100% scheduler utilization for the duration of the tests. This is what you might expect to see during a load test.

cowboy-2.0.0-rc.1-stream.0.svg

The stream handler in cowboy 2.x uses a single process per connection. The previous test, however, uses a single process per stream. Therefore, the extra 20% of overhead for the previous test may be due to process creation, scheduling, and garbage collection.

h2o-2.2.0.0.svg

The h2o implementation uses a single process per server. As shown in the graph, only ~12% scheduler utilization is indicative of only 1 of the 8 normal schedulers being fully utilized.

The rest of the work is done by h2o in a single non-scheduler thread event loop.

In a separate implementation not shown here where I spawned a new process for every request (similar to the cowboy 2.x handler), the overall requests per second dropped to ~90k req/s, which is much closer to the performance of cowboy 2.x.

Conclusions

cowboy 2.x is roughly 2-3x faster than cowboy 1.x based on the above load tests.

I am still curious, however, as to whether process-per-request alone is the primary cause for the performance degradation when compared to the ~15x faster results of the makeshift h2o NIF.

Latency of Native Functions for Erlang and Elixir


Erlang and C first appeared within 14 years* of one another.

In the 30+ years together both languages have gone through many changes. The methods of interoperability have also changed with time.

There are now several methods to integrate native functions with Erlang or Elixir code.

My goal in writing this article is to explore these methods and measure latency from the perspective of the Erlang VM.

* Based on C first appearing in 1972 and Erlang first appearing in 1986.

TL;DR Need a native function (C, C++, Rust, etc.) integrated with Erlang or Elixir that is isolation, complexity, or latency sensitive?

Having a hard time deciding whether you should write a node, port, port driver, or NIF?

Use this potentially helpful and fairly unscientific table to help you decide:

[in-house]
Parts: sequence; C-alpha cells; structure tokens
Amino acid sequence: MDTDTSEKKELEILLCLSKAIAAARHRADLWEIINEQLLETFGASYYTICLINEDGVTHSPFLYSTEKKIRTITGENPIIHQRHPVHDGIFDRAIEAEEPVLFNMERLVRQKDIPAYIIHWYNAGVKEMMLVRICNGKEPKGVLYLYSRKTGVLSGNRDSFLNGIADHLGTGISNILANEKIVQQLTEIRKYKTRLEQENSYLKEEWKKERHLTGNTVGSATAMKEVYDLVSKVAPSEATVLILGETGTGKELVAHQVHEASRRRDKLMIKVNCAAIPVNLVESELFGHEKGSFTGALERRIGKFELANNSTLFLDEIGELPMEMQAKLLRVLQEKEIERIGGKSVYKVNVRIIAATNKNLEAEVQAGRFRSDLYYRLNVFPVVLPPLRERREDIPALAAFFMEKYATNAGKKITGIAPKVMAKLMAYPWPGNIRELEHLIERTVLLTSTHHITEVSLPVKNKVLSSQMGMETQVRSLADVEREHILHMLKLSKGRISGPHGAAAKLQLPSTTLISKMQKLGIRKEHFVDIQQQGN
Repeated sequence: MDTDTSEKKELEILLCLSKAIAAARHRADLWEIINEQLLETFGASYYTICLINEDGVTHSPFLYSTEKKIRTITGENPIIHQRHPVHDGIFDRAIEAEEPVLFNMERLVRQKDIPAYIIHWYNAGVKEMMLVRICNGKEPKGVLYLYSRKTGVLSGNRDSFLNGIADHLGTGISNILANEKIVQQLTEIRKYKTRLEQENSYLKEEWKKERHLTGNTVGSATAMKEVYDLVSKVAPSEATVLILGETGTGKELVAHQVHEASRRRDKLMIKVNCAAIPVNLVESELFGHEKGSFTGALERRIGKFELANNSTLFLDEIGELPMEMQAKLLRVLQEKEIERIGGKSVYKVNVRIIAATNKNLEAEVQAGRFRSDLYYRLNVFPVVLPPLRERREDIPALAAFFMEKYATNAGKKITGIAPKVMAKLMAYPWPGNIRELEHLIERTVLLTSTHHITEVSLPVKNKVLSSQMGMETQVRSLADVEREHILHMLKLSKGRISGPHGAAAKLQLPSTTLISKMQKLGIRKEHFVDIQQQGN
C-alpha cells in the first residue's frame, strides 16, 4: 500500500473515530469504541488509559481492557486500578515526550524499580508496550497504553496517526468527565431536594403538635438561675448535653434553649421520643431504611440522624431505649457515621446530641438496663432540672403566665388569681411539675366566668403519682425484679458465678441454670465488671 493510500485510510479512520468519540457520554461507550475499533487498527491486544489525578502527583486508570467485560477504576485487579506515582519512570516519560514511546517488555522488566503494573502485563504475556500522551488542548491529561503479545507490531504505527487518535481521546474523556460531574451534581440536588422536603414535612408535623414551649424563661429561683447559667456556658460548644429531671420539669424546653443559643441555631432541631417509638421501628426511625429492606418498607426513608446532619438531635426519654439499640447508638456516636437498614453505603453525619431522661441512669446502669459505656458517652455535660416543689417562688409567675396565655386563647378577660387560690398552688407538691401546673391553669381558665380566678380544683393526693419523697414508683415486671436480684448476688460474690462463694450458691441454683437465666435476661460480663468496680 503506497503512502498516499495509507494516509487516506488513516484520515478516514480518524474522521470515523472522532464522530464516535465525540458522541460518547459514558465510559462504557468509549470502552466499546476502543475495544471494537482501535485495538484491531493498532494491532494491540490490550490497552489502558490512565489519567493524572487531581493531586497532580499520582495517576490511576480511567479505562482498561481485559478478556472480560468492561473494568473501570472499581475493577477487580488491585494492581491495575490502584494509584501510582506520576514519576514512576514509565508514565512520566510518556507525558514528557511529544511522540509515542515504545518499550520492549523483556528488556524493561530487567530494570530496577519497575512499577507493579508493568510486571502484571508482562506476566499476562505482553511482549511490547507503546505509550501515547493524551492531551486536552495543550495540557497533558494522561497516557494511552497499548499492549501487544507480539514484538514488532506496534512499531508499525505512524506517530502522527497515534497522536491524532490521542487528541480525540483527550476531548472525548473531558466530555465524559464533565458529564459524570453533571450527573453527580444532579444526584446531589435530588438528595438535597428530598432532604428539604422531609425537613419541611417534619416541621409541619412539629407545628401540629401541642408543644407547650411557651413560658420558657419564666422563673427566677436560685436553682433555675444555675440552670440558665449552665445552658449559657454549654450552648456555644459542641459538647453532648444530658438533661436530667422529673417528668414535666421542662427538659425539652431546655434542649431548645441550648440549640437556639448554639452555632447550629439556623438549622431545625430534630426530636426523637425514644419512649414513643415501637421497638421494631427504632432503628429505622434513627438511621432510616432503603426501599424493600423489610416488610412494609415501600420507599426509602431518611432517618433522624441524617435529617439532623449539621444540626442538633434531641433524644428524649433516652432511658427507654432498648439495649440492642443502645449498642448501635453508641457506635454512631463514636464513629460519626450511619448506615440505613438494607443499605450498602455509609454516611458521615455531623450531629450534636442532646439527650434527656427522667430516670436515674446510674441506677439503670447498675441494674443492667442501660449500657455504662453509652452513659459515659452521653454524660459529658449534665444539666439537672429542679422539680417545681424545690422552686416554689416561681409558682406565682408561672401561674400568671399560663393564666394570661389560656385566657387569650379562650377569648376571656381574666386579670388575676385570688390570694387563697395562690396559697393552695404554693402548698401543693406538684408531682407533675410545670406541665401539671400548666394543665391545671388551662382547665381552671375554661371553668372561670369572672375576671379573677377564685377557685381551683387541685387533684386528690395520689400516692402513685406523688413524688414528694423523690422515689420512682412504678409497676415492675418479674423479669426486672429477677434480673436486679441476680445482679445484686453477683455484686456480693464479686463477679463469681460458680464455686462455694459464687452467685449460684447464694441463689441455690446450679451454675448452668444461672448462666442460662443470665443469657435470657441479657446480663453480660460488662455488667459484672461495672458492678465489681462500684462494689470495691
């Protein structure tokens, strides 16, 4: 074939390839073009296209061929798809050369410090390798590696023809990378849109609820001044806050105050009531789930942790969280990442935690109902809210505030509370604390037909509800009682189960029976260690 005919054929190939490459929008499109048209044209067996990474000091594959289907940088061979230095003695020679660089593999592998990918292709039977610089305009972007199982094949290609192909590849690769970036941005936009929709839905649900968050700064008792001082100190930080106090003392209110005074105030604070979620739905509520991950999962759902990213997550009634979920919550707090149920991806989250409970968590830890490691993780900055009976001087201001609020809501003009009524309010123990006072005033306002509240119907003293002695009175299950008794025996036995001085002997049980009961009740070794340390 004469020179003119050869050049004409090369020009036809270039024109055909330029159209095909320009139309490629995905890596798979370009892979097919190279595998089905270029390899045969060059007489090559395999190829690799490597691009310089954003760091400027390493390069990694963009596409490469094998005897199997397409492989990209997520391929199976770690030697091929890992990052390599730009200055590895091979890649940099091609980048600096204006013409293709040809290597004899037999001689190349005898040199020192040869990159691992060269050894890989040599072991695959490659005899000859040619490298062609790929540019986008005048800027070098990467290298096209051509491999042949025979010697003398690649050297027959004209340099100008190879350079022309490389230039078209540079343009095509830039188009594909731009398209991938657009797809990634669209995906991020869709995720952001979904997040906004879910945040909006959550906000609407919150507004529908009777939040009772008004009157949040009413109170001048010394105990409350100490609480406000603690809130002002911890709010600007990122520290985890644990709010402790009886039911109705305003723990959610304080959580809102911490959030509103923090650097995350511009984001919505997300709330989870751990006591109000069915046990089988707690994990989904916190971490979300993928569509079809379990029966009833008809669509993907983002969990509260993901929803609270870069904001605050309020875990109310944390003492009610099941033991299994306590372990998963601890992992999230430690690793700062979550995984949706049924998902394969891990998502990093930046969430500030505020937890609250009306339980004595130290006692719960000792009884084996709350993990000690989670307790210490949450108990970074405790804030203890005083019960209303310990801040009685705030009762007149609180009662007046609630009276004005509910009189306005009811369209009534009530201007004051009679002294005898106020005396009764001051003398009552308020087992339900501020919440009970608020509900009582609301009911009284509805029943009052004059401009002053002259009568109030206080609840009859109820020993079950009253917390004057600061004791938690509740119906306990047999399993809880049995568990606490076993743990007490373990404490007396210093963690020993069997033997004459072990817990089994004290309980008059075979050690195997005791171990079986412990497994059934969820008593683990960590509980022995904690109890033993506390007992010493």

Type Isolation Complexity Latency
Node Network Highest Highest
Port Process High High
Port Driver Shared Low Low
NIF Shared Lowest Lowest

Overview

Erlang has an excellent Interoperability Tutorial User’s Guide that provides examples for the different ways of integrating a program written in Erlang or Elixir with a program written in another programming language.

The simplest test I could think of to measure the latency was to round trip an Erlang term from the Erlang VM to the native function and back again.

However, the term would need to be large enough to hopefully expose any weaknesses for a given implementation.

Following the guidance from Erlang’s documentation, I implemented slightly more complex examples of the following methods of interoperability:

  1. C Node
  2. NIF
  3. Port Driver
  4. Port

The NIF and Port Driver implementations have a few different internal strategies for additional comparison (like Dirty NIF and iodata() based port output).

Certain methods should have higher levels of latency based on serialization and isolation requirements. For example, a C Node requires serialization of the entire term in order to pass it back and forth over a TCP connection. A NIF, by comparison, requires no serialization and operates on the term itself in memory.

Each implementation was tested with a ~64KB binary full of 1’s as the sole element of a 1-arity tuple for 100,000 iterations. The measured elapsed time for each method were then fed into HDR Histogram for latency analysis.

In other words, I essentially did the following on the Latency module:

term = {:binary.copy(<<1>>, 1024 * 64)}
Latency.compare(term, 100_000)

C Node/Port versus Port Driver/NIF

First, let’s compare the 4 major types of native functions:

chart1

Comparison of results using the order of magnitude of average latency:

Type Isolation Latency
Node Network ~100μs
Port Process ~100μs
Port Driver Shared ~10μs
NIF Shared ~0.1μs

These tests were run on the same machine, so there’s little surpise that the Node and Port latencies are essentially just benchmarking pipe speeds of the operating system itself (in this case macOS 10.12). Were the Erlang and C nodes located on different machines, I would expect the latency to be higher for the Node test.

It’s also worth noting that C Nodes and Ports are the most isolated form of native function calling from the Erlang VM. This means that a bug in the C code that causes the C Node or Port to crash will not take down the entire VM.

Port Driver

Port drivers, under certain circumstances, can be roughly as fast as a NIF. This is especially true for very small terms or when the majority of the work performed is I/O or binary-based.

The documentation for driver_entry mentions that erlang:port_control/3 should be the fastest way to call a native function. This seems to be true for very small terms, but larger terms cause the performance to be almost identical to erlang:port_call/3. Converting terms to the External Term Format and sending with erlang:port_command/3 (which in turn calls the outputv callback) actually appears to have slightly less latency.

  1. calllines 61-70 of latency_drv.c
  2. controllines 41-52 of latency_drv.c
  3. outputvlines 54-59 of latency_drv.c

chart2

Also worth noting is the type of data allowed to be sent to the Port Driver. For example, erlang:port_call/3 allows terms to be sent, but internally converts them to the external term format. The other types are similar to C Node and Port implementations and require any terms sent to first be converted.